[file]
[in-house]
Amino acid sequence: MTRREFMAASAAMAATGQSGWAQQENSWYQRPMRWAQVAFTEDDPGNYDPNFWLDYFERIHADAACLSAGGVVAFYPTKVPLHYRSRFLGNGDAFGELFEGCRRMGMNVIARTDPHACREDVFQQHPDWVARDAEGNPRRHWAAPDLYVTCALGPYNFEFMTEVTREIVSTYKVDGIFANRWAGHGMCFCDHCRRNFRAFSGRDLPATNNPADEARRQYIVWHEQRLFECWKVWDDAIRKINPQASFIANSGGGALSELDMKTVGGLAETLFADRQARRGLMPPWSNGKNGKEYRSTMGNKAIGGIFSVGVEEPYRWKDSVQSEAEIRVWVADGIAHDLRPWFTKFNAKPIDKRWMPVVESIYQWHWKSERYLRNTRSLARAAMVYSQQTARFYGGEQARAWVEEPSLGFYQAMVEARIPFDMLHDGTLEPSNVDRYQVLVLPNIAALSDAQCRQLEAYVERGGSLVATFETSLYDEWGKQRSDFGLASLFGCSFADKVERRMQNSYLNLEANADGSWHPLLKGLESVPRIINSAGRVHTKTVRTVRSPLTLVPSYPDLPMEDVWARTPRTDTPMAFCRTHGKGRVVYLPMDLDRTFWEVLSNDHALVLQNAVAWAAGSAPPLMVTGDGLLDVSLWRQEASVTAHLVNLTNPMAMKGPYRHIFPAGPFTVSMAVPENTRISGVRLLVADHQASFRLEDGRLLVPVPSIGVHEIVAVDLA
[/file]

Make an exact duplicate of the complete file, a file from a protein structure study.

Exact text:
[in-house]
Amino acid sequence: MTRREFMAASAAMAATGQSGWAQQENSWYQRPMRWAQVAFTEDDPGNYDPNFWLDYFERIHADAACLSAGGVVAFYPTKVPLHYRSRFLGNGDAFGELFEGCRRMGMNVIARTDPHACREDVFQQHPDWVARDAEGNPRRHWAAPDLYVTCALGPYNFEFMTEVTREIVSTYKVDGIFANRWAGHGMCFCDHCRRNFRAFSGRDLPATNNPADEARRQYIVWHEQRLFECWKVWDDAIRKINPQASFIANSGGGALSELDMKTVGGLAETLFADRQARRGLMPPWSNGKNGKEYRSTMGNKAIGGIFSVGVEEPYRWKDSVQSEAEIRVWVADGIAHDLRPWFTKFNAKPIDKRWMPVVESIYQWHWKSERYLRNTRSLARAAMVYSQQTARFYGGEQARAWVEEPSLGFYQAMVEARIPFDMLHDGTLEPSNVDRYQVLVLPNIAALSDAQCRQLEAYVERGGSLVATFETSLYDEWGKQRSDFGLASLFGCSFADKVERRMQNSYLNLEANADGSWHPLLKGLESVPRIINSAGRVHTKTVRTVRSPLTLVPSYPDLPMEDVWARTPRTDTPMAFCRTHGKGRVVYLPMDLDRTFWEVLSNDHALVLQNAVAWAAGSAPPLMVTGDGLLDVSLWRQEASVTAHLVNLTNPMAMKGPYRHIFPAGPFTVSMAVPENTRISGVRLLVADHQASFRLEDGRLLVPVPSIGVHEIVAVDLA